The Norfolk Historic Buildings Group produces two strands of publications; an informative newsletter twice a year to keep members up to date on what the organisation has been doing in the previous 6 months, and a series of much more detailed journals which are based on reports, studies and detailed analysis of specific buildings, and historic growth and change within settlements.
Newsletters are sent to members twice a year – in April and September. Each issue contains short papers by the winter speakers, members’ reports on meetings and visits, reports on individual building studied by the Group, brief digest of buildings visited by the Group, short articles on research in Norfolk by both members and non-members, regular updates of the current major projects, and a diary of events.
Newsletters are available to non-members via the website one year later. Recent editions are full colour, older editions have a colour cover and black and white pages, online versions are colour throughout.
If you have a short article about Norfolk historic buildings or closely associated topics contact the editor, Ian Hinton, at: 134 Yarmouth Road, Thorpe St Andrews, Norfolk NR7 0SB, via email at firstname.lastname@example.org or telephone 01603 431311.
Access previous newsletters as PDFs, open information for members and non-members.
We have currently produced 7 journals covering everything from religious houses to secular building, schools, churches and pilgimage centres within the county, studying not just the buildings but their place in the landscape, change and adaptation from early medieval to modern use in the building’s contexts. You can browse these below.
Copies of Journals can be obtained from: Ian Hinton, 134, Yarmouth Road, Thorpe St Andrew NR7 0SB; or email@example.com.
Copies are also available for purchase at winter meetings.
Journal No 1:
Norfolk Historic Buildings : A Research Agenda for the Future, 2002/3
A statement of our research agenda with five essays on different aspects of buildings research. The Group no longer has copies of this Journal available for sale but second hand copies can sometimes be purchased through second hand sellers such as Abe books.
Journal No 2:
The Historic Buildings of New Buckenham, 2005
The study of the Norman planned town of New Buckenham: historic buildings within the landscape context, dendrochronology of a limited number of houses, documentary evidence, and a full gazetteer of houses visited.
The Group no longer has hard copies of this Journal available for sale. Second hand copies can sometimes be purchased through second hand sellers such as abe books. NHBG have scanned a copy of this Journal. It is a very large document. It can be downloaded free from the New Buckenham Archive here.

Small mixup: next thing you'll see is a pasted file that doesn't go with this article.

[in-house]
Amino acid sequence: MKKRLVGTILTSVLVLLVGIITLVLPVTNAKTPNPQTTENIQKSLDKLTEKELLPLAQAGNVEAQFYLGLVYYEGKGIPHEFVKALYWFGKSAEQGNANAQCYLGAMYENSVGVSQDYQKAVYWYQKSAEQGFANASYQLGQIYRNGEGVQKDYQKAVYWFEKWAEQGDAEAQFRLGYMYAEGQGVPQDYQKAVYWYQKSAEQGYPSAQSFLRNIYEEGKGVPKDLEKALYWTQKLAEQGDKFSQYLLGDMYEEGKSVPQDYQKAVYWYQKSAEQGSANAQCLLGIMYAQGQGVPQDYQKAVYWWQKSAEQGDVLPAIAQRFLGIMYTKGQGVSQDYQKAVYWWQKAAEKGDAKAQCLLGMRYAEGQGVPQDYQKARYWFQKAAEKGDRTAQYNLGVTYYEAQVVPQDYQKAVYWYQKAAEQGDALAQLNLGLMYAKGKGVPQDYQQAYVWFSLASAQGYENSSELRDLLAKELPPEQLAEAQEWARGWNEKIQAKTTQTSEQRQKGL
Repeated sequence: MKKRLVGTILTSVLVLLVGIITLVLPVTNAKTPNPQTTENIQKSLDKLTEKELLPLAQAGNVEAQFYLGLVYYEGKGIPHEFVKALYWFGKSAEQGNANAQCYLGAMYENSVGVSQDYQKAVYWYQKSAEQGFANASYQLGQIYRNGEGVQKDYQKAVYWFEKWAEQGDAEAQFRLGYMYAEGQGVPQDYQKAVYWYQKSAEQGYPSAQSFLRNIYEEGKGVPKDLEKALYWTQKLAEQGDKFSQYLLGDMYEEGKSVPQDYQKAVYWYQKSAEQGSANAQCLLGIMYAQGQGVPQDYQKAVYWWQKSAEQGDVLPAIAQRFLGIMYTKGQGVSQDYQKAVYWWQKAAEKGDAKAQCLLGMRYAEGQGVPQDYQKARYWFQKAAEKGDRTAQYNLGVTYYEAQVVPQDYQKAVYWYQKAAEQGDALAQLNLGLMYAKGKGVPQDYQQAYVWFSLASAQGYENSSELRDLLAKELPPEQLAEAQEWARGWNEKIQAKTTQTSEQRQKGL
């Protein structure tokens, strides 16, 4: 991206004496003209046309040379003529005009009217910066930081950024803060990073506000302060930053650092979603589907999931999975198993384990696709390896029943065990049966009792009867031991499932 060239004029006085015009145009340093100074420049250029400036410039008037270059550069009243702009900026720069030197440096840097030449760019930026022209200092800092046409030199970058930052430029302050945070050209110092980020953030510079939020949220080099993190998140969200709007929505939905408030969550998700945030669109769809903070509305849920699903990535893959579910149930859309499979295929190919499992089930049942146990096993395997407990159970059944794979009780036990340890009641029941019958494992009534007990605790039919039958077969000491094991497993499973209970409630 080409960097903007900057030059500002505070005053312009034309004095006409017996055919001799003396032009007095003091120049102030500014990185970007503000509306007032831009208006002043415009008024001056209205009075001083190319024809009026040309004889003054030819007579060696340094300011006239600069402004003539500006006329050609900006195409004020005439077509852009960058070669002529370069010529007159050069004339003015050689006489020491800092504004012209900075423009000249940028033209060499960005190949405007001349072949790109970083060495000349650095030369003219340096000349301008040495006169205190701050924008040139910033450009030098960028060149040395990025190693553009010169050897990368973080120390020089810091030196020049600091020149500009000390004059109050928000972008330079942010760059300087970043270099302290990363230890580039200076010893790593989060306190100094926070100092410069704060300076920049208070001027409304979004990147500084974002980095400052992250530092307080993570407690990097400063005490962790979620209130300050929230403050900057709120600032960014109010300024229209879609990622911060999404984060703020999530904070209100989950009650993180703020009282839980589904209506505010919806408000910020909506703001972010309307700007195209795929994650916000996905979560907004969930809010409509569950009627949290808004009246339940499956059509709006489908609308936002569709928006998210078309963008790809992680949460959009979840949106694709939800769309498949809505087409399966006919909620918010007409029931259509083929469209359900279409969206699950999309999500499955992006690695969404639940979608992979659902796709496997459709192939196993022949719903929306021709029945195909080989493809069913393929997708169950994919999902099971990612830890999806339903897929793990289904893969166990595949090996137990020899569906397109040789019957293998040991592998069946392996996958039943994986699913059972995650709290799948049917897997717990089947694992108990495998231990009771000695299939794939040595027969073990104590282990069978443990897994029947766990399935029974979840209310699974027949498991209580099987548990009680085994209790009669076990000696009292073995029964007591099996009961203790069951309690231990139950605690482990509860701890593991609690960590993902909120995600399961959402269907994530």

Journal No 3:
Recent Research into Vernacular Buildings and Parish Churches : Case Studies from Norfolk, 2007
Fourteen essays into different aspects of secular and religious buildings in Norfolk.
This Journal can be purchased: £8.00 + £4.00 Postage & Packing
Journal No 4:
The Tacolneston Project : A study of historic buildings in the claylands of south Norfolk, 2009
The Tacolneston study summarises the historic buildings of the area with landscape context, dendrochronology of a limited number of houses, some documentary evidence, and a full gazetteer of houses visited.
This Journal can be purchased: £10.00 + £4.00 Postage & Packing
Journal No 5:
Building an Education: An Historical and Architectural Study of Rural Schools and Schooling in Norfolk c.1800–1944, 2013
The culmination of a three year project focusing on the recording and interpretation of the surviving rural schools in Norfolk with records for nearly 480 separate schools.
The result of a pioneering partnership between English Heritage, the Norfolk Record Office, the University of East Anglia, the NHBG and a team of over twenty volunteers.
For a more detailed summary of the Rural Schools Project click here.
This Journal can be purchased: £10.00 (b&w) + £6.00 Postage & Packing
Journal No 6:
Little Walsingham: A study of historic buildings in a medieval pilgrimage centre, 2015
This volume is the result of several years of surveys and analysis of the buildings in Little Walsingham and their documentary history. This work is placed in the context of the landscape archaeology of the town, medieval pilgrimage and the roles of the Priory and Friary in Walsingham. The buildings of the town and their remaining medieval elements are described as well as their specific construction and adaptations in the centuries prior to and after the Dissolution of the Priory and Friary in the sixteenth century.
A fully illustrated gazetteer of the details of 70 buildings. A variety of dating techniques were employed: the findings and problems with dating are discussed. NHBG is grateful to grants for dendrochronology from the Vernacular Architecture Group and towards publication from The Norfolk and Norwich Archaeological Society. Colour cover with 750 b&w images.
The volume is available for £8 to members (which helps towards our production costs) and £12 to non-members (but £8 to members of VAG and NNAS). It can be posted at a cost of £4 (it weighs over 1kg) for £12 (member) or £16 (non-member).
Journal No 7:
The buildings of Hempnall: part of the Great Rebuilding? 2020.
The Journal provides an historic background to Hempnall, South Norfolk and its houses and a detailed analysis of each of 45 houses. It considers the houses in relation to WG Hoskins’ theory of ‘The Great Rebuilding’ in the late C16 which argued that the old medieval style of open-hall houses gave way to houses with chimneys and floors throughout. The volume is 200 pages long, with over 800 colour photos, maps and measured drawings.
It is now available to members for £8 per copy and £15 to non-members, plus postage and packaging £4 (£12 for members, £19 for non-members).